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Authorities still trying to figure out bomb scare powder's origin

Passengers and staff stand ready to board their ship but must wait after a dog found a suspicious substance during a routine cargo screening shortly after 9 a.m. Thursday at a dock at Tampa’s cruise ship terminal.

SKIP O’ROURKE | Times

Passengers and staff stand ready to board their ship but must wait after a dog found a suspicious substance during a routine cargo screening shortly after 9 a.m. Thursday at a dock at Tampa’s cruise ship terminal.

TAMPA — While Royal Caribbean's Jewel of the Seas made its way across the Gulf of Mexico toward Cozumel, Mexico Friday, authorities here were still trying to determine the origin of white powder that might have prompted Thursday's bomb scare that delayed the ship's departure.

Two explosive-detecting dogs sniffed something Thursday morning on a pallet holding liquor for the ship, authorities said, prompting a four-hour evacuation of the Port of Tampa's cruise terminal and lockdowns at several nearby schools. Thursday evening, Hillsborough County Sheriff's Office technicians reported finding a sprinkling of powder under some liquor containers they took to their range in Lithia for controlled detonations.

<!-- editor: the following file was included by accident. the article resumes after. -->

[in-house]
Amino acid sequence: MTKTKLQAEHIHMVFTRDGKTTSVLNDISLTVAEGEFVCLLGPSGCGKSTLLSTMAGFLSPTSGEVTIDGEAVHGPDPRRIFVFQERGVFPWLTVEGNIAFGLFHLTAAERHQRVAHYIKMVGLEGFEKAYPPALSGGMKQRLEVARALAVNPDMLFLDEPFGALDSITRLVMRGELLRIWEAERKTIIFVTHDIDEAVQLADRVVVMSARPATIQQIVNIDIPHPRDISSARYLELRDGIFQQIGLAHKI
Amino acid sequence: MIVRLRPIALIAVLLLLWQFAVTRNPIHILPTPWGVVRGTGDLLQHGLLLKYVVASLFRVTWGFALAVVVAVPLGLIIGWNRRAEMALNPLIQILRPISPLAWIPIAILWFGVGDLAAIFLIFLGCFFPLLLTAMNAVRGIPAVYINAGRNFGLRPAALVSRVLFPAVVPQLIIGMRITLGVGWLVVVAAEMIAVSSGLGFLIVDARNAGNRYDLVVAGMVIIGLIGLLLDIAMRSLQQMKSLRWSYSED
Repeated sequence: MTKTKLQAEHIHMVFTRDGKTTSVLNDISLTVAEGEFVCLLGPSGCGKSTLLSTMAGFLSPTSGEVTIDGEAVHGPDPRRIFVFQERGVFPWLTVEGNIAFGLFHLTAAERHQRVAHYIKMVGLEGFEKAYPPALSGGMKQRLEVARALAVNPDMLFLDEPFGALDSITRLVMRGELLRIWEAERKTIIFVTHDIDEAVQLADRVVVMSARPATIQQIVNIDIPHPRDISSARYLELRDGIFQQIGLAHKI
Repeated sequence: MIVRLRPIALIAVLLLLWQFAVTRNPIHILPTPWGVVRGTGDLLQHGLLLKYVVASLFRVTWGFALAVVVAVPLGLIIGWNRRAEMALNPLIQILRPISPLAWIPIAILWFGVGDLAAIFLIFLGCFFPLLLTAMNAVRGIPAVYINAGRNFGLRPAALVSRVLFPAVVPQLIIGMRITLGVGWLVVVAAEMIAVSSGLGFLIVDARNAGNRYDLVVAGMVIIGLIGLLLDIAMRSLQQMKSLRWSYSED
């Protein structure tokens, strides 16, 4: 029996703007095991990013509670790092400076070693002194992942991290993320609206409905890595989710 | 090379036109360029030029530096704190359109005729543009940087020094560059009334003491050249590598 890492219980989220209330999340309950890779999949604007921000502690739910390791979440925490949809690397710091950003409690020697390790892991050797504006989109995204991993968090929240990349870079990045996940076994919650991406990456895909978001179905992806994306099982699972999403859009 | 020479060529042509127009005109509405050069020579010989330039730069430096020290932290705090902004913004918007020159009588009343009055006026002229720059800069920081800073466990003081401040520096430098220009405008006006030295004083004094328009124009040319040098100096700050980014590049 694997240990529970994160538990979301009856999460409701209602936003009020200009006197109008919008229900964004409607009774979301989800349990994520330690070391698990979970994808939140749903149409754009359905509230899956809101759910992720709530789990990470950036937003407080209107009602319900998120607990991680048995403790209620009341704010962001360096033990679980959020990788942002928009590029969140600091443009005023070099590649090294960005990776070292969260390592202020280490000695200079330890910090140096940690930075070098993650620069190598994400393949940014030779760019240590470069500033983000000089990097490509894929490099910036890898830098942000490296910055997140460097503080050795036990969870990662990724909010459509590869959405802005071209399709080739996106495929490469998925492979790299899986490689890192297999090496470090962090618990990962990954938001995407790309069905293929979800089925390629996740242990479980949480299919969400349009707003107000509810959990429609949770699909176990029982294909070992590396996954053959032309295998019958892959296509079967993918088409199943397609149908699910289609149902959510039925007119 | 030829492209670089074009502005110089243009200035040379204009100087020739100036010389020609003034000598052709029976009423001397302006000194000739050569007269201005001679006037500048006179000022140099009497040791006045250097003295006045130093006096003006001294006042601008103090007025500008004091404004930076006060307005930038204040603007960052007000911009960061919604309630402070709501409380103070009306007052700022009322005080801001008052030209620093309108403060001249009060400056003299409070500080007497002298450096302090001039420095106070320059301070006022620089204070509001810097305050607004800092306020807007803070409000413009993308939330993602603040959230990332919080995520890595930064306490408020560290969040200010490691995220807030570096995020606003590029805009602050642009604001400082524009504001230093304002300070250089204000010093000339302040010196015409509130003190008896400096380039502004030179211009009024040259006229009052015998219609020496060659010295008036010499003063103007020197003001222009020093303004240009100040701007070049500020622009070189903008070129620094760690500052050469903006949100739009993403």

The powder was magnesium nitrate hexahydrate, a chemical used as an ingredient in explosives, fireworks and fertilizers. By itself, it is not explosive.

"Our dogs alert to it quite often, however this was the first time on cruise ship cargo," said Sheriff's Office spokeswoman Cristal Bermudez Nunez.

The Sheriff's Office forwarded information on the powder to the U.S. Department of Homeland Security, Nunez said, and it will be up to that agency to investigate how the powder ended up on the liquor pallet. The pallet came from a Royal Caribbean facility in Miami, Nunez said, and had been sealed before transit to Tampa.

Authorities still trying to figure out bomb scare powder's origin 04/19/13 [Last modified: Friday, April 19, 2013 11:04pm]
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